College football’s 2020 season was not kind to Michigan and Penn State. Instead of challenging for a finish in the top 25, the Nittany Lions and Wolverines combined for a 6-9 record in the abbreviated Big Ten slate. But both programs didn’t sit idle this offseason and hope for improvement. Instead, there were significant changes to build optimism for ’21. Michigan’s revamped staff provides hope for a quick turnaround in terms of its on-field product (and recruiting efforts), while Penn State also made a key staff addition at offensive coordinator. Both programs have more talent in the program than last year’s record would suggest. However, the Nittany Lions and Wolverines enter the ’21 campaign with plenty of question marks to answer.
Will Michigan or Penn State experience a bigger rebound in 2021? Is Michigan poised to return to the top 25 behind a revamped staff? Or are the Nittany Lions a much better team than last year's 4-5 record suggested? That was the question posed to Athlon editors and college football contributors.
Michigan or Penn State: Which Team Has a Better Chance to Rebound in 2021?
Steven Lassan (@AthlonSteven)
The unusual circumstances surrounding last season make it difficult to know how much to read into what transpired on the gridiron in 2020 for most programs in the Big Ten. With that in mind, I do think both Michigan and Penn State show improvement in ’21, but a small edge goes to the Nittany Lions for a bigger jump this fall. Prior to last year’s win regression, Penn State won at least 11 games in three of its last four seasons. Getting back to 11 wins is going to be difficult without better quarterback play and a quick restock in the defensive trenches after a handful of key contributors departed. However, the Nittany Lions finished ’20 with wins in four out of the last five games, and some of the advanced metrics indicate this team was not as bad as its record indicated. Provided the trenches reload on defense, this unit should rank among the best in the Big Ten. While Clifford’s performance is under the spotlight, the senior quarterback has a strong supporting cast at receiver and running back to lean on. Also, a minus-eight turnover margin seems hard to repeat in ’21. James Franklin is one of the best coaches in the Big Ten, and with a solid track record in Happy Valley, the guess here is Penn State rebounds somewhere in the top 25.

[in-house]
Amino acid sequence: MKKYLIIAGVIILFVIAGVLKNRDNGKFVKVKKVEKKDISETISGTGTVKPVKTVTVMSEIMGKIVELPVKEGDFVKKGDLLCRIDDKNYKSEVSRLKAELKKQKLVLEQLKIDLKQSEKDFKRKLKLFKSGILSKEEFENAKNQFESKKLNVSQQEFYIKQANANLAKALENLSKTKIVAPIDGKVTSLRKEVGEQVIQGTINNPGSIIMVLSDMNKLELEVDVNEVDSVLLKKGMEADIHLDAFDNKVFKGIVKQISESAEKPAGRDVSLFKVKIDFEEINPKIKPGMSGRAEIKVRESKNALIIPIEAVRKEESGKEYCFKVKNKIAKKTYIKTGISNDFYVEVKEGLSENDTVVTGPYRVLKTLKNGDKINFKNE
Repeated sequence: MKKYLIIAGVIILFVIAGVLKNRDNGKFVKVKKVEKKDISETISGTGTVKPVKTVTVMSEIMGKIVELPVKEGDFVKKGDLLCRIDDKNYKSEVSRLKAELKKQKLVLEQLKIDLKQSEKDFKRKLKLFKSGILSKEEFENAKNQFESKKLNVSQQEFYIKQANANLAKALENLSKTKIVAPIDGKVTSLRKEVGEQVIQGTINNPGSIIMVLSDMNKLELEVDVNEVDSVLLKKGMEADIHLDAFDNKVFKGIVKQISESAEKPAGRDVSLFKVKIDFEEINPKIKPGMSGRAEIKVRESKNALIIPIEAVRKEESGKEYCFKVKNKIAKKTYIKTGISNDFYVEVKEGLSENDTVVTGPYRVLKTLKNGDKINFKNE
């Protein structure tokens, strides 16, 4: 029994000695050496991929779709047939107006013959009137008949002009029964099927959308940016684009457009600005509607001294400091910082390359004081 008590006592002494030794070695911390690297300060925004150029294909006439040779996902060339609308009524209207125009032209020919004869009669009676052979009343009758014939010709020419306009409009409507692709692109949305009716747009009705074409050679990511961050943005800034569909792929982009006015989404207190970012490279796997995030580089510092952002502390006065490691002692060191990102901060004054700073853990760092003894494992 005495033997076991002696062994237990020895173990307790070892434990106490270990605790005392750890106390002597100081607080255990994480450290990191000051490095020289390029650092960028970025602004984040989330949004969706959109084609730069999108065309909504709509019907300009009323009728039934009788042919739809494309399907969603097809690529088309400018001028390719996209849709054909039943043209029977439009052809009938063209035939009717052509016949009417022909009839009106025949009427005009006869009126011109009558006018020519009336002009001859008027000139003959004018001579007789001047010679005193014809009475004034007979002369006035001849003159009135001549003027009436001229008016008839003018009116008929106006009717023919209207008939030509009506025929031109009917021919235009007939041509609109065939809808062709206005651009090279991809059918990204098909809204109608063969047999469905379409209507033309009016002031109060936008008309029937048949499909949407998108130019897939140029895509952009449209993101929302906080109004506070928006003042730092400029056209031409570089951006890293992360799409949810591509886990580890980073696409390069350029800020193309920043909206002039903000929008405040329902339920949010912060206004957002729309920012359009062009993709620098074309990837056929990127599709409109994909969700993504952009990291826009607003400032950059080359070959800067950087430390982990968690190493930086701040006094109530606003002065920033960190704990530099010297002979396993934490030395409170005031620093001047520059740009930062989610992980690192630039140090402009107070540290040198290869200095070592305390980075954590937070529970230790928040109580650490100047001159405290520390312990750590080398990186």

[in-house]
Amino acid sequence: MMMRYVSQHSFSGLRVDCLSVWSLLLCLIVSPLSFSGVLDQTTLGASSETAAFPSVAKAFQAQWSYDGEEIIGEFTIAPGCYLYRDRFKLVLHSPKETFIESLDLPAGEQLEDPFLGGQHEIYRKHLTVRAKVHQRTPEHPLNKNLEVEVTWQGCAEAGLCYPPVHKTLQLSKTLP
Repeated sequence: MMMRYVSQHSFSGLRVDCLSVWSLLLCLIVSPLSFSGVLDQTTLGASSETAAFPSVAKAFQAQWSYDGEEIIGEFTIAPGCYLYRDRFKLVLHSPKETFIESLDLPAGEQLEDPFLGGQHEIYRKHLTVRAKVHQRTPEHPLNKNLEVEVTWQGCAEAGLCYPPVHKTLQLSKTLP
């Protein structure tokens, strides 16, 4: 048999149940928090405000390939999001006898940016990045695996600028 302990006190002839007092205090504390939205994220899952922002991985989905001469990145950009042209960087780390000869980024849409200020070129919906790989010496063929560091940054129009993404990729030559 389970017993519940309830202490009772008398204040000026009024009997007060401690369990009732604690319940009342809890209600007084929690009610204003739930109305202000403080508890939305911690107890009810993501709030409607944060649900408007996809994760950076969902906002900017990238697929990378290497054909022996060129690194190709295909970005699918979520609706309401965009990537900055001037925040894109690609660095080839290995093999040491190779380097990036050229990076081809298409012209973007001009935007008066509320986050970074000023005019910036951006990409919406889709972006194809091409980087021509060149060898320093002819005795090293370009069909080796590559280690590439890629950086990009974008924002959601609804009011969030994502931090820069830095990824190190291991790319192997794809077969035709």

Mark Ross (@AthlonMarkR)
Penn State's horrifying and historic 0-5 start gave way to a four-game winning streak that ended the 2020 campaign on a promising note. Michigan actually fared worse at 2-4, including what wound up being a season-ending loss to the Nittany Lions. The gap between both of these teams and Big Ten East kingpin Ohio State only seems to be growing, but for 2021 I like Penn State's chances to rebound better. Both teams lost some key players to the NFL draft, but James Franklin's roster appears to be in better shape entering this season. New offensive coordinator Mike Yurcich is now calling the shots on that side of the ball with Michigan going through a similar transition on defense, which has been the Wolverines' calling card recently under head coach Jim Harbaugh. Yurcich is no stranger to directing productive FBS offenses while new Michigan defensive coordinator Mike Macdonald, formerly the linebackers coach for the Baltimore Ravens, is entirely new to the role. Macdonald has a bevy of returning starters to lean on while the Wolverines' offense is littered with question marks, starting with quarterback. Last season's strong finish combined with a little more clarity about how the offense and defense will line up are reasons why I'm expecting the Nittany Lions to put forth a better on-field product this season.
Ben Weinrib (@benweinrib)